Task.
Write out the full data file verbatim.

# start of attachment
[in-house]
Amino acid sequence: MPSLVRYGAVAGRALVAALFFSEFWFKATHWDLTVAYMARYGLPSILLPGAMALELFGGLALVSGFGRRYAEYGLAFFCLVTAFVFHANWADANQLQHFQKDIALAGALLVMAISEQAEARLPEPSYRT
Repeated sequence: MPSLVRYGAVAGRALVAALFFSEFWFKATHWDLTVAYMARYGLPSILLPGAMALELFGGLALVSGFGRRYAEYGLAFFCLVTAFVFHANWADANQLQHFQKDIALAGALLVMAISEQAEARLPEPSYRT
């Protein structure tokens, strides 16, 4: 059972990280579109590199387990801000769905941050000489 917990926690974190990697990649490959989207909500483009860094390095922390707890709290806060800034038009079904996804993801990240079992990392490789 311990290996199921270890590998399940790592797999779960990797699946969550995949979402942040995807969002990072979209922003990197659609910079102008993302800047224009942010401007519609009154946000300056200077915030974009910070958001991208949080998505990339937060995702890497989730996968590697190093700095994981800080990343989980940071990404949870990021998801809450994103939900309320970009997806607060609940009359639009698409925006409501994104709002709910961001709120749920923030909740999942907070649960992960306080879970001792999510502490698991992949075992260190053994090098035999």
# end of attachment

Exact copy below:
[in-house]
Amino acid sequence: MPSLVRYGAVAGRALVAALFFSEFWFKATHWDLTVAYMARYGLPSILLPGAMALELFGGLALVSGFGRRYAEYGLAFFCLVTAFVFHANWADANQLQHFQKDIALAGALLVMAISEQAEARLPEPSYRT
Repeated sequence: MPSLVRYGAVAGRALVAALFFSEFWFKATHWDLTVAYMARYGLPSILLPGAMALELFGGLALVSGFGRRYAEYGLAFFCLVTAFVFHANWADANQLQHFQKDIALAGALLVMAISEQAEARLPEPSYRT
């Protein structure tokens, strides 16, 4: 059972990280579109590199387990801000769905941050000489 917990926690974190990697990649490959989207909500483009860094390095922390707890709290806060800034038009079904996804993801990240079992990392490789 311990290996199921270890590998399940790592797999779960990797699946969550995949979402942040995807969002990072979209922003990197659609910079102008993302800047224009942010401007519609009154946000300056200077915030974009910070958001991208949080998505990339937060995702890497989730996968590697190093700095994981800080990343989980940071990404949870990021998801809450994103939900309320970009997806607060609940009359639009698409925006409501994104709002709910961001709120749920923030909740999942907070649960992960306080879970001792999510502490698991992949075992260190053994090098035999």